The sword in Kenn's hands screamed, almost the way a fast-geared millsaw screamed sometimes when biting a tough log. Again it drew its smoking arc, to meet the leaping animal. One orange-furred paw leapt severed in midair, with a fine spray of blood. The same stroke caught the beast's armored torso, heavier than a man's. It went down, as Mark had seen a rabbit fall when hit in mid-leap by a slinger's stone. Mark was fumbling for his last arrow as the furred body rolled on its back with legs in the air, claws in reflex convulsions taloning the air above its belly.
Now three men had Kenn surrounded. Mark, with his last arrow nocked, was at the last moment afraid to shoot at any of them for fear of hitting his brother in their midst. He saw blades flash toward his brother, but Kenn did not fall. Kenn's eyes were still wide with bewilderment, his face a study of fear and horror. Townsaver sang vicious circles in the air around him, smashing aside brandished weapons right and left. The sword seemed to twist Kenn's body after it, so that he had to leap, turning in midair, coming down with feet planted in the reverse direction. The sword pulled him forward, dragging him in wide-stanced, stiff-legged strides to the attack.
The sound of its screaming went up and up.
The swordplay was much too fast for Mark to follow. He saw another of the attacking men go staggering backward from the fight, the man's feet moving in a reflex effort to regain balance until his back struck a house wall and he pitched forward and lay still. Mark heard yet another man cry out, a gurgling yell for help and mercy. Mark did not see the brindled warbeast leap at Kenn, but saw the beast go running back toward the riverbank, in a limping but still terribly fast flight. It howled the agony of its wounds, even above the fretful millsaw shrieking of the sword. And now two of the invading men, weaponless, were also running away, leaving the village on divergent paths. Mark got a close look at the face of one of them, and saw wide eyes, wide mouth, an expression intent on flight as on a problem.
The other invaders were all lying in the street. Four, five--it seemed impossible to count exactly.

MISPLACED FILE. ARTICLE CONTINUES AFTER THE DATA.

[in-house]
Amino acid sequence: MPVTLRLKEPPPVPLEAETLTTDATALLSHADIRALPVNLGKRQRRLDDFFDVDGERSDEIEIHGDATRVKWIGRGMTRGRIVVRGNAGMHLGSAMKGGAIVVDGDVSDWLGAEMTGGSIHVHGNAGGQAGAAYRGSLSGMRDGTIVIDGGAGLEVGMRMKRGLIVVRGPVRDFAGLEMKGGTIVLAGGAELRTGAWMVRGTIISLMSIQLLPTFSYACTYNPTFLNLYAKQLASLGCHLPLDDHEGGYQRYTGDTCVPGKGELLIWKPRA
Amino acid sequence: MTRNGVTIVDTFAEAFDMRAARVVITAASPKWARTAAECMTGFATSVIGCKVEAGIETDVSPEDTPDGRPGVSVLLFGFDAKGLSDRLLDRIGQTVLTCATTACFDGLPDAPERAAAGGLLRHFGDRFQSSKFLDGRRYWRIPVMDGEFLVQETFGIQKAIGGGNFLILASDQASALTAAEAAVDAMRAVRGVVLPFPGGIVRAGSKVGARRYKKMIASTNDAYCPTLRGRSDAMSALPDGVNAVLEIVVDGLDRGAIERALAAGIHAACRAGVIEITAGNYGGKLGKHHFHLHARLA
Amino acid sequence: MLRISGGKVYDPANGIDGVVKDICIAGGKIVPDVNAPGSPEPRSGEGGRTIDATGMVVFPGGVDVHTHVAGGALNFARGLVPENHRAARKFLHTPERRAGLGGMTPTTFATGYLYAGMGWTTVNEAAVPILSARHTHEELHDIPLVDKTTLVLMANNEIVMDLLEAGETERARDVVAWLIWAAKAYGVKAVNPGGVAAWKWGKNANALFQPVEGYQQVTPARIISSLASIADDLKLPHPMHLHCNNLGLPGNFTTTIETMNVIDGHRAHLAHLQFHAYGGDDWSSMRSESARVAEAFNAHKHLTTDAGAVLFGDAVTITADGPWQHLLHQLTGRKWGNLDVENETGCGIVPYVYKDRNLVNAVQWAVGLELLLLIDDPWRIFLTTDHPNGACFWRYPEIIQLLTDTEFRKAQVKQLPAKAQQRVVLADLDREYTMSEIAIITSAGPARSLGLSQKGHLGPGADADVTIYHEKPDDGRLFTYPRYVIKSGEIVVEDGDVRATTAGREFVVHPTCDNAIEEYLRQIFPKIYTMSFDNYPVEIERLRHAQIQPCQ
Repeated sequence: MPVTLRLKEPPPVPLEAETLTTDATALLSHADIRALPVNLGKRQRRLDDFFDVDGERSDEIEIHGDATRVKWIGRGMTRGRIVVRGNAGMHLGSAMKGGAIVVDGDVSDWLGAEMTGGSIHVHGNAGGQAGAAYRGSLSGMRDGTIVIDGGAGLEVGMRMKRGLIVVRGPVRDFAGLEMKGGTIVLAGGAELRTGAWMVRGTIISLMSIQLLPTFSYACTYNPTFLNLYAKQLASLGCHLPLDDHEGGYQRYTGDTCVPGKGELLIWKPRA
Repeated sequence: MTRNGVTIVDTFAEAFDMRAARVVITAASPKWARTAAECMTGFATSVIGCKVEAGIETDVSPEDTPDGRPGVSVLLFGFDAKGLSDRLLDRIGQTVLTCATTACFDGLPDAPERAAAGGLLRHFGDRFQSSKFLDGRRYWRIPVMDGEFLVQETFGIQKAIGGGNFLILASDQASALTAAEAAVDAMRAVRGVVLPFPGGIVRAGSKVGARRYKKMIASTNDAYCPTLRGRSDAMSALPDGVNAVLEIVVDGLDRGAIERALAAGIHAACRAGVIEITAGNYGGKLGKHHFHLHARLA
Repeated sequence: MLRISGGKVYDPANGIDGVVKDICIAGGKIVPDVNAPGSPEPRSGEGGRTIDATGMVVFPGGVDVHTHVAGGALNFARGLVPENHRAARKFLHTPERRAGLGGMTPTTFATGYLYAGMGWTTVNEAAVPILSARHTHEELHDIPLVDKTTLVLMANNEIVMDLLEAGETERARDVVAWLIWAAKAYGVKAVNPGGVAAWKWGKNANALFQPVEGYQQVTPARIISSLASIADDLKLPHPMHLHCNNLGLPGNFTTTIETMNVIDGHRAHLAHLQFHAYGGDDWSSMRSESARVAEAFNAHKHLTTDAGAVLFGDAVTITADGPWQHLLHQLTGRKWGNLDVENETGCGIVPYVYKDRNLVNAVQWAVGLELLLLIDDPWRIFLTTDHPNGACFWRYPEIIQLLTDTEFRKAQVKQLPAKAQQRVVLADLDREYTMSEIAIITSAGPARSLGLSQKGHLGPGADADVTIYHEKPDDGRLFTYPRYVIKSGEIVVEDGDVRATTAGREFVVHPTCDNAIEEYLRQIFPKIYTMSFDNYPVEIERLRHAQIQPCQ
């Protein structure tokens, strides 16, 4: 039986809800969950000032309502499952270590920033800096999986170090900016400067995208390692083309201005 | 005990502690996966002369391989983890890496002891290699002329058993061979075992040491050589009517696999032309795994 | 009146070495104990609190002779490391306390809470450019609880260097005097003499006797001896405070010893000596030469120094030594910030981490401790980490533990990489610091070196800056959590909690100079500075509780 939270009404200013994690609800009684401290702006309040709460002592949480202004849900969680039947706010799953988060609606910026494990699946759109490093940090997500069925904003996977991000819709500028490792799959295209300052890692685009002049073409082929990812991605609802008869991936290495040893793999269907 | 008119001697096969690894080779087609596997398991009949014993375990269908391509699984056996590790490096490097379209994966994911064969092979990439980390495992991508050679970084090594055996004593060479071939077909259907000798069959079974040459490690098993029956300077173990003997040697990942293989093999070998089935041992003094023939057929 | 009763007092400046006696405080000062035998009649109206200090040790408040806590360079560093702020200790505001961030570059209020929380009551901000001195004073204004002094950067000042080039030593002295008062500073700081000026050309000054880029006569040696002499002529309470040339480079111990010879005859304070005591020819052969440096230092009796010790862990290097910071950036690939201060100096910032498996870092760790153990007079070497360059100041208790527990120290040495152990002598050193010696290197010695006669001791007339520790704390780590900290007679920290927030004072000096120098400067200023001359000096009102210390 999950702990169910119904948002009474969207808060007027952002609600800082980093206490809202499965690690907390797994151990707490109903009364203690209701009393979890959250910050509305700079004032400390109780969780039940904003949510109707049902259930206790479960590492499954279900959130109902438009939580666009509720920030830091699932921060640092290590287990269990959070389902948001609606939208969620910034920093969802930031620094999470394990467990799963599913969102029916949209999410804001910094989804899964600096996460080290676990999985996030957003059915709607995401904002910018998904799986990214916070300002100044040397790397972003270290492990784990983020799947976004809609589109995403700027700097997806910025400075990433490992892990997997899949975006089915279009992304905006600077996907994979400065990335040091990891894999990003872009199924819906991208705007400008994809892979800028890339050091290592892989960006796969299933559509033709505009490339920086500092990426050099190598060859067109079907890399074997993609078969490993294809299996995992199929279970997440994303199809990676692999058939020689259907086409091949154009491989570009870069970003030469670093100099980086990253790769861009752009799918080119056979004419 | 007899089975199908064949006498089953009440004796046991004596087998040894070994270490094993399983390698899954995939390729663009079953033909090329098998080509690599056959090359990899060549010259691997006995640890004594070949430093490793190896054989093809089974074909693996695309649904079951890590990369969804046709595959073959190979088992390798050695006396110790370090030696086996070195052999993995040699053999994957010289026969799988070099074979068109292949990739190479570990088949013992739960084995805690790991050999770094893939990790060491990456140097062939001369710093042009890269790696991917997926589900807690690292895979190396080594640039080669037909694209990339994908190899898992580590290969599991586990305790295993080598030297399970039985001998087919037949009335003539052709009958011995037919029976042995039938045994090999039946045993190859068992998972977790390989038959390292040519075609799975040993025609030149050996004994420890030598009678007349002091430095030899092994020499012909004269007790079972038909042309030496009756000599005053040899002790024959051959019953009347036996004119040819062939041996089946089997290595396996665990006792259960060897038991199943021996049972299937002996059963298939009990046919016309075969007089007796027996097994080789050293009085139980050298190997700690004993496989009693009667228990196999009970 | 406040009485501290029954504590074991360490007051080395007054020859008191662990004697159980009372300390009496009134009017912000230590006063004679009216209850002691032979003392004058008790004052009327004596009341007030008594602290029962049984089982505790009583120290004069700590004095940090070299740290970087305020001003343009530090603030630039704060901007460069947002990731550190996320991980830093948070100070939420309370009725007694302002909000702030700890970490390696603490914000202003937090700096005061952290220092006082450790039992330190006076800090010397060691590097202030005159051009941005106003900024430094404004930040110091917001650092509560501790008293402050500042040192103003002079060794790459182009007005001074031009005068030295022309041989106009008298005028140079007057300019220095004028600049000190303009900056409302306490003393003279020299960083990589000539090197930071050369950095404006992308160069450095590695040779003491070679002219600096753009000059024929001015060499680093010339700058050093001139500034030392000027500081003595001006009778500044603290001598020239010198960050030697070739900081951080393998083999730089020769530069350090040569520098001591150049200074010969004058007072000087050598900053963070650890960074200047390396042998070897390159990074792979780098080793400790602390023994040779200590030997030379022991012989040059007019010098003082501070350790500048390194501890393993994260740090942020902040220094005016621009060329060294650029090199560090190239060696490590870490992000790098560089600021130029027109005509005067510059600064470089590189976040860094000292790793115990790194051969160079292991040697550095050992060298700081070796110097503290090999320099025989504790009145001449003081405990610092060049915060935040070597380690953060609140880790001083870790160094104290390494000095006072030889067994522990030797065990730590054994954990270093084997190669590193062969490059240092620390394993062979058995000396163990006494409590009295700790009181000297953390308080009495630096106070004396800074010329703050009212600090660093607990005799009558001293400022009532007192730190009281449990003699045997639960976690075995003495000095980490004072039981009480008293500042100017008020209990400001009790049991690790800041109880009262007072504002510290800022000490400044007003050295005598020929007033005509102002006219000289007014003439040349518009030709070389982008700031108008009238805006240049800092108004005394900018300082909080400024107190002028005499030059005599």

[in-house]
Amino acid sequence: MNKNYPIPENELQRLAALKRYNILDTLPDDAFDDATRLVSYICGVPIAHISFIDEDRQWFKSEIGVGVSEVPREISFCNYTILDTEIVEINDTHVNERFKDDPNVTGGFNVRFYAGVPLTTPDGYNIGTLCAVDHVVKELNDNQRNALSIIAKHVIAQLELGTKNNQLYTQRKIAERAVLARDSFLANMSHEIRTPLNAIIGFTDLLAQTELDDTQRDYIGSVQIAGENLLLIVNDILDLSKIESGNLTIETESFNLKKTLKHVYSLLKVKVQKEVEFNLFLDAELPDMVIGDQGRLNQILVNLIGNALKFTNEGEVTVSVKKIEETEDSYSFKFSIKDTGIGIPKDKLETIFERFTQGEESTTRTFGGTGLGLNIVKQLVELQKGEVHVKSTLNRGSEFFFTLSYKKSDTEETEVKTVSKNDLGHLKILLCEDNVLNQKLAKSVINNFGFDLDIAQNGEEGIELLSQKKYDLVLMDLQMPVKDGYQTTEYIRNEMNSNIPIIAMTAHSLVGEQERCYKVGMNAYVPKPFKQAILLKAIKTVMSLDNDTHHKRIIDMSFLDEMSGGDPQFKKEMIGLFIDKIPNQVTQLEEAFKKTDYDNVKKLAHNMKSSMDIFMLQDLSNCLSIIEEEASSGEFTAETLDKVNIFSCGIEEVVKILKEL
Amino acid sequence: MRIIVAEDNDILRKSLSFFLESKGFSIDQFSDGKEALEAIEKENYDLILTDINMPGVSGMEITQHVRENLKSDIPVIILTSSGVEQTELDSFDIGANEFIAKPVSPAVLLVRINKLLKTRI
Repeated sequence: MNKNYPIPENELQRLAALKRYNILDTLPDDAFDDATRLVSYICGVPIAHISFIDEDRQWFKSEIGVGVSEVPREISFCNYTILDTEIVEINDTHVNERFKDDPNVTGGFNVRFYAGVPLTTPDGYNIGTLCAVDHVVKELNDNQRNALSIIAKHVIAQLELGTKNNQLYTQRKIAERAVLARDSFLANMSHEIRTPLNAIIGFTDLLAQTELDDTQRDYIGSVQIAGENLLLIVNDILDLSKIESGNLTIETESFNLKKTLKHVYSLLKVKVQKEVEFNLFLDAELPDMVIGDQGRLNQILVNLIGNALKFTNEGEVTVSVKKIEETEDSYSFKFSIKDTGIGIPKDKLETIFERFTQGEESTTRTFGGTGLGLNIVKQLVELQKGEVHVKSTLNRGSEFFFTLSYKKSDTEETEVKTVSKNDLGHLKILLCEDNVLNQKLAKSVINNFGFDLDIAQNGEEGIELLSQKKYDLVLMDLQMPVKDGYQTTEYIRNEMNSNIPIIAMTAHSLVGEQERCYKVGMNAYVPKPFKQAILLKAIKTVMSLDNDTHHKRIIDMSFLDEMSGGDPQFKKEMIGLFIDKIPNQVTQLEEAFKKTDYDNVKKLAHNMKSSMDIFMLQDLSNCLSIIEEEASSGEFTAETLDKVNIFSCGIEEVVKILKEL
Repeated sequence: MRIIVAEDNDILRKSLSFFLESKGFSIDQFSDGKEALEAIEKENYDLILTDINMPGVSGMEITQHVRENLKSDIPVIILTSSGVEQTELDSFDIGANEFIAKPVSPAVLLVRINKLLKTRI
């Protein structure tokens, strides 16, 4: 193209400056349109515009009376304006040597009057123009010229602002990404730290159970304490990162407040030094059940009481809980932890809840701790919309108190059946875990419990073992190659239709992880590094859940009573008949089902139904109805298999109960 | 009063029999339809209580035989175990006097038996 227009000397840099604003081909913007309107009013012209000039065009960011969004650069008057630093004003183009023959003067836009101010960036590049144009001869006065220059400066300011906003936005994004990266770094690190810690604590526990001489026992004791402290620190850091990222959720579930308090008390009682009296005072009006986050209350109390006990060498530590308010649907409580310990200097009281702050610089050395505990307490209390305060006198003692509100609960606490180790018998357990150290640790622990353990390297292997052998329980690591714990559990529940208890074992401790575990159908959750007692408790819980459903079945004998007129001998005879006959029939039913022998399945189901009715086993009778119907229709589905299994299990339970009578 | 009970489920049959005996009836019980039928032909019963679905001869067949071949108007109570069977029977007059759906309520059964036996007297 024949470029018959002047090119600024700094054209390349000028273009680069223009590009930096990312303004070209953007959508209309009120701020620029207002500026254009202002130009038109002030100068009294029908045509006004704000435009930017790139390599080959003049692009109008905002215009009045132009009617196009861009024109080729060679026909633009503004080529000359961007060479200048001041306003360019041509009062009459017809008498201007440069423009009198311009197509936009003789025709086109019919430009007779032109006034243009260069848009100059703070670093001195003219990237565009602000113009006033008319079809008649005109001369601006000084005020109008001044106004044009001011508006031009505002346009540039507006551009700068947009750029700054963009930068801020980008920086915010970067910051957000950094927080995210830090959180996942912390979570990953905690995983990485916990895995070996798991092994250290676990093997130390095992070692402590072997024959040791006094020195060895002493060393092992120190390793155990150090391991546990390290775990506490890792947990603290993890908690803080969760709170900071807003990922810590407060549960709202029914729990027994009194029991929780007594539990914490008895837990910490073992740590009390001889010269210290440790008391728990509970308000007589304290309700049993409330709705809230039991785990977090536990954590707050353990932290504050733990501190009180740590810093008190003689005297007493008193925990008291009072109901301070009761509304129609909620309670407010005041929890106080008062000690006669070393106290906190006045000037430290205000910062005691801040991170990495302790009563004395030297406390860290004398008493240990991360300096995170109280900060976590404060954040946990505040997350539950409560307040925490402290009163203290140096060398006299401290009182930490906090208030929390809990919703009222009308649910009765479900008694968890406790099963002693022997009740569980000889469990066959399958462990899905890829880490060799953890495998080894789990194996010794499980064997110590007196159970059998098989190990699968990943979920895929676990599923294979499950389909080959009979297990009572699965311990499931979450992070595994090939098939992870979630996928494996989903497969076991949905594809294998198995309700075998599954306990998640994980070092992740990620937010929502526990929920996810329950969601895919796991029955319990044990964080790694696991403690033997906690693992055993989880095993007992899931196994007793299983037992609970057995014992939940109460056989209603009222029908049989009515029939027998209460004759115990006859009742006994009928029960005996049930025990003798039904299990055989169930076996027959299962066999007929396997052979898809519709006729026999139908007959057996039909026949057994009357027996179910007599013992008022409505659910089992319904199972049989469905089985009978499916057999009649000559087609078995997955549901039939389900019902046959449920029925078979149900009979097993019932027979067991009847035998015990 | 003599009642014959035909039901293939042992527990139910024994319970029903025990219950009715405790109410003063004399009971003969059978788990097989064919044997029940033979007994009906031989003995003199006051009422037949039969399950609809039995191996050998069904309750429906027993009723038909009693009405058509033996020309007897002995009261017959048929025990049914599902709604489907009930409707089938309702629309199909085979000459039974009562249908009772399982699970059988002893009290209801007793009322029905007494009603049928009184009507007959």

Mark looked up and down the street, to west and east. Only himself and his brother were still standing.
A little summer dust hung in the air, played by a quiet breeze. For a long moment, nothing else moved. Then Kenn's quivering arms began to droop, lowering the sword. The machine-whine that still proceeded from the red blade trailed slowly down into silence. And now the atmosphere around the sword no longer smoked.
The swordpoint sagged to the ground. A moment later, the whole weapon fell inertly from Kenn's relaxing fingers. Another moment, and Kenn sat down in the dust. Mark could see, now, how his brother's blood was soaking out into his homespun shirt.
Mechanically replacing his last arrow, unused, in his quiver, Mark hurried forward to his brother. Beyond Kenn, Jord still lay in gory stillness; his head looked badly ruined by the passing blow from a warbeast's paw; Mark did not want to comprehend just what he was seeing there.
Farther in the background, the blue-robed wizard was raising himself, apparently unhurt. In each hand the wizard held a small object, things of magic doubtless. His hands moved round his body, wiping at the air.
Mark crouched beside his brother and held him, not knowing what else to do. He watched helplessly as the blood welled out from under Kenn's slashed clothing. The attackers' swords had reached him after all, and more than once. Kenn's hunting shirt was ghastly now.
"Mark." Kenn's voice was lost, soft, frightened, and frightening too. "I'm hurt."
"Father!" Mark cried, calling for help. It seemed to him impossible that his father would not react, leap up, give him aid, tell him what to do. Maybe he, Mark, should run home, get help from his mother and his sister. But he couldn't just let go of Kenn, whose hand was trying to grip Mark's arm.
In front of Kenn, almost within touching distance, a dead bandit crouched as if in obeisance to his superior foe. Townsaver had taken a part of the bandit's face away, and his hands and his weapons were piled together before him like an offering. It did no good to look away. There was something very similar to be seen in every direction.
The sword itself lay in the street, looking no more dangerous now than a pruning hook, with dust blandly blotting the wet redness all along the blade.
Mark let out an inarticulate cry for help, from anyone, anywhere. He could feel Kenn's life departing, running out almost like water between his fingers.
Women were crying, somewhere in the distance.
Someone, walking slowly, came into Mark's view a little way ahead of him. It was Falkener. "You shot the seneschal," the leather-worker said. "I saw you."
"What?" For a moment Mark could not understand what the man was saying. And now the wizard, who had been bending over the body of Ibn Gauthier, came doddering, as if in fear or weakness (though gray-beard, he did not look particularly old) to where Mark was. The small objects he had been handling, whatever they were, had now been put away. With what appeared to Mark to be unnatural calm, he rested a hand on Jord's bloody head and muttered something, then reached to do the same for Elder Kyril and for Kenn. His manner was quite impersonal.
The women's crying voices were now speeding closer, with the sound of their running feet. Mark had not known that his mother could still run so fast. Mala and Marian, both of them dusty with mill-work, threw themselves upon him, hovered over their fallen men, began to examine the terrible damage.
"You shot the seneschal," said Falkener to Mark again.
This time, the hovering wizard took note of the accusation. With an oath, he grabbed the last arrow from Mark's quiver and strode away, to compare it with the shaft that still protruded from the throat of the Duke's cousin.